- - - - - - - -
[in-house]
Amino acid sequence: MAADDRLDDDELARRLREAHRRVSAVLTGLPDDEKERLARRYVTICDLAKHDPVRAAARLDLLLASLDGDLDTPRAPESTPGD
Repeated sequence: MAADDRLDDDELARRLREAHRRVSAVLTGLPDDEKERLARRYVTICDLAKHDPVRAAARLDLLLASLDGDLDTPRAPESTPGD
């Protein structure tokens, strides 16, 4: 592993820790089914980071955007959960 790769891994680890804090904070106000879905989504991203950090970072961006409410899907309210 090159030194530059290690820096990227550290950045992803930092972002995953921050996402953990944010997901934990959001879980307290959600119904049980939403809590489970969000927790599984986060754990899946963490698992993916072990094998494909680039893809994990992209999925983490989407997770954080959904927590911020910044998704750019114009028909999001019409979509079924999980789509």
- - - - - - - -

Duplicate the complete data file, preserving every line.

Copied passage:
[in-house]
Amino acid sequence: MAADDRLDDDELARRLREAHRRVSAVLTGLPDDEKERLARRYVTICDLAKHDPVRAAARLDLLLASLDGDLDTPRAPESTPGD
Repeated sequence: MAADDRLDDDELARRLREAHRRVSAVLTGLPDDEKERLARRYVTICDLAKHDPVRAAARLDLLLASLDGDLDTPRAPESTPGD
């Protein structure tokens, strides 16, 4: 592993820790089914980071955007959960 790769891994680890804090904070106000879905989504991203950090970072961006409410899907309210 090159030194530059290690820096990227550290950045992803930092972002995953921050996402953990944010997901934990959001879980307290959600119904049980939403809590489970969000927790599984986060754990899946963490698992993916072990094998494909680039893809994990992209999925983490989407997770954080959904927590911020910044998704750019114009028909999001019409979509079924999980789509």